Because he chose to do so, because he chose as his main debate weapon the rhetorical tool of 'Framing', is why I say he lost the debate because his ideas are being rejected. He knows this too, which is why he chose to frame his ideas in language designed to shield the intent of his ideas.

If you are pushing an unpopular position, you have two options: You can switch your position to one more in agreement to the electorate, or you can try to 'frame' your unpopular ideas in a way that makes them more marketable to the electorate.

But by choosing to frame, at some level one has had to level with themselves about the unpopularity of the position. One would not need to frame a winning idea.

Now why are we talking Presidential politics and message framing on what was at one time a hockey blog?

Because of Ken King.

The Flames President was recently on an Edmonton area radio show discussing the situation of the arena in that city. Not surprisingly he seemed to endorse the idea that the city of Edmonton should give the owner of the Oilers anything he demanded. But what got my attention was the way Ken King chose to 'frame' his argument.

(Link to the article here)

In fact, why don't I let the man explain it himself:
"This isn't about wealthy people, and it isn't about giving money to rich people to build buildings and do their business." (King) adds, "This is about community assests (SIC), and we should all be exceedingly greatful (SIC) for the Daryl Katz's and the ownership groups in markets (like Edmonton)."  - Ken King
 (Two spelling mistakes in a 'news organizations' article? Really?)

Do you see what the man did there?

The issue is actually about 'wealthy people' and 'giving money to rich people to build buildings and do their business'. But Ken King knows that asking for taxpayer dollars for 'wealthy people' to 'build buildings and do their business' is a losing proposition. In a place where the provincial government is under heat for its profligate spending, and the city is constantly crying about not having enough money because it spent all the money it had on bike paths or foot bridges or art for water treatment facilities, asking for more taxpayer money for superfluous things is probably not a winner.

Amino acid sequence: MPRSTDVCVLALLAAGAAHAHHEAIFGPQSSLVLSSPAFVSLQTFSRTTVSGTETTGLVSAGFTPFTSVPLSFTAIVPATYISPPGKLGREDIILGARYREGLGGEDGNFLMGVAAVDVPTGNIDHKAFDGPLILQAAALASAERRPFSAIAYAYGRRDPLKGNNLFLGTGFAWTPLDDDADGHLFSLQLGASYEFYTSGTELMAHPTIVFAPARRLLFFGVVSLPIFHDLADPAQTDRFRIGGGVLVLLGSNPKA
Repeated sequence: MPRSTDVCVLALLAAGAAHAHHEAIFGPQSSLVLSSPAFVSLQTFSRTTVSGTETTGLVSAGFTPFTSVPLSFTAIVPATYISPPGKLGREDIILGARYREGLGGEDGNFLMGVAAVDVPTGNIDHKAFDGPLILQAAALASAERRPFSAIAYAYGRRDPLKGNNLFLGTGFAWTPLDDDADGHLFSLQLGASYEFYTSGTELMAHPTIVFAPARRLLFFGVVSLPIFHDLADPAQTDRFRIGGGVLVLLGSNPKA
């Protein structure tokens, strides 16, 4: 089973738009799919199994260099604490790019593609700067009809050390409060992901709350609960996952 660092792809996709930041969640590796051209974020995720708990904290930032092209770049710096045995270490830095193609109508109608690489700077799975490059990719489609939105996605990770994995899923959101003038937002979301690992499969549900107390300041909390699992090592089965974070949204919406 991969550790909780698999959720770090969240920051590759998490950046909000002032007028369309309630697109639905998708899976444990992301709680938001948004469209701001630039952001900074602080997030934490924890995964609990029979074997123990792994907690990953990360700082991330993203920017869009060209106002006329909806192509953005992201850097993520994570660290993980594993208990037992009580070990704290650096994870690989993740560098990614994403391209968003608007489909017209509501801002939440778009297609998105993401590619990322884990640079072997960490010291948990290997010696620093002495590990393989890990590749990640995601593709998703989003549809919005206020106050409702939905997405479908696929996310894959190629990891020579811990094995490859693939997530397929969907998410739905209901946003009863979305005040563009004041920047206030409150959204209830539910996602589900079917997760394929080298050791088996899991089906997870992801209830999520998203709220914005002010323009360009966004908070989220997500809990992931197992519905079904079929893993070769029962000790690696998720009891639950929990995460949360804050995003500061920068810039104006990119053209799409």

But he also knows the people of Alberta like Alberta, and the people of Calgary particularly like Calgary. So the issue is framed accordingly. It is no longer about giving a private businessman unfair advantages through access to the same lending rates a municipality enjoys, but rather it is about whether or not you, Citizen, actually like your city, and whether you, Citizen, are willing to step up to the plate and deliver your city a community asset.

I find it all Orwellian. Love is hate, peace is war. Spending is investing. Private business is a public asset.

It's called message framing. It really should be called lying.